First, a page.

Makeup

A couple of months ago, I taught my then-13-year-old daughter how to apply makeup. She’s plagued by the same type of acne I’ve had since about age ten, so that was where we started. Concealer, for the unevenness of the pimples and the flaky skin and the scabs and the scars. Then, the foundation, to smooth things out, and make the tone as uniform as possible. A few more dabs of concealer, on the various spots that still peeked through, then some loose powder to keep everything in its place. I explained to her that makeup wasn’t about changing her face, but about bringing out, enhancing, all the natural beauty, while covering up the things that made her feel unpleasantly conspicuous. About hiding the things she didn’t want to show, and playing up the pretty.

 

I’ve written, before, about how very good I am at putting a pretty face on things. In a couple of different ways. I’ve had a ton of practice, for over thirty years. I got remarkably skilled at covering up the ugly bits, and playing up the appealing ones. It became a habit so ingrained in my psyche, I didn’t usually even realize I was doing it. If I ever thought about it, it was only to quiet my conscience, or my sense of what was right and wrong. To soothe my outrage in the interests of that passive-aggressive cornerstone of being a good Southern lady — politeness. To sacrifice my justifiable sense of violation on the altar of being a good Christian, and turning the other cheek. To ‘kill them with kindness.’ Now, every one of those phrases makes my lip curl in disgust. My gut churns, and I taste bile.

 

Polite. Unless we’re talking about holding a door or having a tea party, it makes me want to vomit. Why? Because it’s not what it seems. It’s not about the simple courtesy we show one another, as human beings, in our day to day lives. It’s about makeup. (TW: DV) It’s about plastering a smile on your face, in the face of things that make you ethically uneasy. It’s about covering up the scabby, pimply real face of an issue with smooth, uniform complacency. It’s about ignoring the existence of the infectious pus that lives just underneath that pretty exterior, or allowing it to be discussed only when the tone is soft and quiet and as un-disturbing as possible, because talking about that infection makes us uncomfortable. And you know what? That is seriously defective. We feel more uncomfortable in the face of the tone of voice used in discussing abuse, rape, assault, consent violations, or any form of oppression or discrimination than we do when faced with the horror of the acts, themselves. That is legitimately sickening.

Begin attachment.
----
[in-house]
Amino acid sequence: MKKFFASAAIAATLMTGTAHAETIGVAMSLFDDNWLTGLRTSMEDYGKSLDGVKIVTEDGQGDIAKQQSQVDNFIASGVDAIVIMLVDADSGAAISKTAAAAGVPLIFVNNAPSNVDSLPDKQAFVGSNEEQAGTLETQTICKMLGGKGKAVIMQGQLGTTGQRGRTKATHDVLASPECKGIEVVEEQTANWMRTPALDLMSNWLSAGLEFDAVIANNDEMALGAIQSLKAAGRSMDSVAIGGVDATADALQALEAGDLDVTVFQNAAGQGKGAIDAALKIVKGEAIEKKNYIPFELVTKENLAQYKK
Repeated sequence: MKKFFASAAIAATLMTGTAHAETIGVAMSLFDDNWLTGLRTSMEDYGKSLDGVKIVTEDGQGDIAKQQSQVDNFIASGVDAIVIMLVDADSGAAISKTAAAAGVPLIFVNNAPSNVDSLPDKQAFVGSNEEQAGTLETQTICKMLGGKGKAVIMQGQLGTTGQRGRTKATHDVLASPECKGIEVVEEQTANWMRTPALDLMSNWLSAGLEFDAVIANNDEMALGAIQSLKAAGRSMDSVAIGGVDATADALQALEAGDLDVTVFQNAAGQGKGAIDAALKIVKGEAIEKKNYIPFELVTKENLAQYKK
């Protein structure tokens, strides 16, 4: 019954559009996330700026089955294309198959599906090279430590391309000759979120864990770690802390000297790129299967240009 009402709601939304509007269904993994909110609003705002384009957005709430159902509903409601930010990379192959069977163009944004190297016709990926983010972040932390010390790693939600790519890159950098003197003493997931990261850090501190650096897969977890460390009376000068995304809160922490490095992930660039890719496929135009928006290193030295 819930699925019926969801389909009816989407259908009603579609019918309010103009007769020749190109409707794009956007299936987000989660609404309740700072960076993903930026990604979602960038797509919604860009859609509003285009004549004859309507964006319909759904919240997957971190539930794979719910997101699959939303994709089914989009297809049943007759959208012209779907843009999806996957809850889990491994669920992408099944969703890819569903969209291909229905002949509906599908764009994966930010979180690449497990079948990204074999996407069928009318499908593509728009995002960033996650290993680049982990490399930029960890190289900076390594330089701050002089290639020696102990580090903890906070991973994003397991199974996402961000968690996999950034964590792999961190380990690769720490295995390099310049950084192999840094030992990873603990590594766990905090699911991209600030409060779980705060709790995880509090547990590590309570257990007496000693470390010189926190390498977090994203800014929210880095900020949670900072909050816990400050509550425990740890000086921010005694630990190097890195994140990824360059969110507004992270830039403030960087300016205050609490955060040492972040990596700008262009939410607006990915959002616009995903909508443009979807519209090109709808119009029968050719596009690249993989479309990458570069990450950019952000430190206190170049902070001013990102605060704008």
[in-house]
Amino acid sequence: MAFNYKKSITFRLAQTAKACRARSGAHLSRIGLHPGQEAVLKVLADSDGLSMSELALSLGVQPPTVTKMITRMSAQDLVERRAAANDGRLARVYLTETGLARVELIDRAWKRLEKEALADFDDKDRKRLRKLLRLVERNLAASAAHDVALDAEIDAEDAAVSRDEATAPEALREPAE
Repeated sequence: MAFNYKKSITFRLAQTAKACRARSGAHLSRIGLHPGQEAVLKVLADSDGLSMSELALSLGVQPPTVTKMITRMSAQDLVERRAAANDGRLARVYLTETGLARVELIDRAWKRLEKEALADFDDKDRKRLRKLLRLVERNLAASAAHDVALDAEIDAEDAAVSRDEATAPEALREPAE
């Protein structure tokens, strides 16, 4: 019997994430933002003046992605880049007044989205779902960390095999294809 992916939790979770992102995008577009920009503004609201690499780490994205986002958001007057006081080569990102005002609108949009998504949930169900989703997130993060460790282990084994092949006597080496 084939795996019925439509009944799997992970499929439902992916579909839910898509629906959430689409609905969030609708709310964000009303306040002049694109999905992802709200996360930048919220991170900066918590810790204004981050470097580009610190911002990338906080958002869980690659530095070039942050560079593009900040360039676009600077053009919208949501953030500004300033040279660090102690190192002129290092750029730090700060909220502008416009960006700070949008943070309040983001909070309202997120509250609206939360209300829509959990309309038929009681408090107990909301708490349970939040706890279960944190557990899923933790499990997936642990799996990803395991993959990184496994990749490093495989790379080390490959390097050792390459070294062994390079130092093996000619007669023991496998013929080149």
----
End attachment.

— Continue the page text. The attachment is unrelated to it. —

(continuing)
Domestic abuse happens, every day.

Psychological abuse happens, every day.

  • 95% of men who physically abuse their intimate partners also psychologically abuse them.
  • Having a physical disability increases a woman’s risk of psychological abuse by 83%.

Rape and sexual assault happen, every day.

  • 97% of rapists will never spend a day in jail.
  • Every 2 minutes, another American is sexually assaulted.

Racial discrimination happens every day. In education:

  • Racial minorities are more likely than white students to be suspended from school, to have less access to rigorous math and science classes, and to be taught by lower-paid teachers with less experience…
  • the same racial and ethnic divide found in the nation’s K-12 schools is repeated in higher education

In healthcare:

  • Blacks received worse care than Whites for 41% of quality measures.
  • Asians and American Indians and Alaska Natives received worse care than Whites for about 30% of quality measures.
  • Hispanics received worse care than non-Hispanic Whites for 39% of measures.

(There are SO many more facets to this, and my choosing to focus on these two does NOT mean there aren’t others which are just as important.) Hate crimes happen.

  • 2012 saw the 4th highest murder rate of LGBTQ and HIV-affected people (LGBTQH) in history.

All of these things are, and should be, upsetting. They piss me off. I hope they piss you off. And I certainly hope they piss you off more than the tone in which the victims of such things choose to speak or write about them. I hope that you aren’t choosing to be more offended by the words of a victim than by that person being victimized in the first place. Because that would be shitty. Telling people who’ve been victimized and oppressed that they need to engage politely with the people who are denying the validity of their experience, or revictimizing them, or shaming, silencing, or further oppressing them, IS further victimizing and oppressing them. It’s silencing and shaming to police their tone. You do not get to dictate the level of discourse or the appropriateness of my tone, when we’re talking about me being abused or raped or victimized or oppressed. Also?

SHAME ON YOU, FOR TRYING.

It isn’t our job to make hearing or reading about our experiences more comfortable for you.

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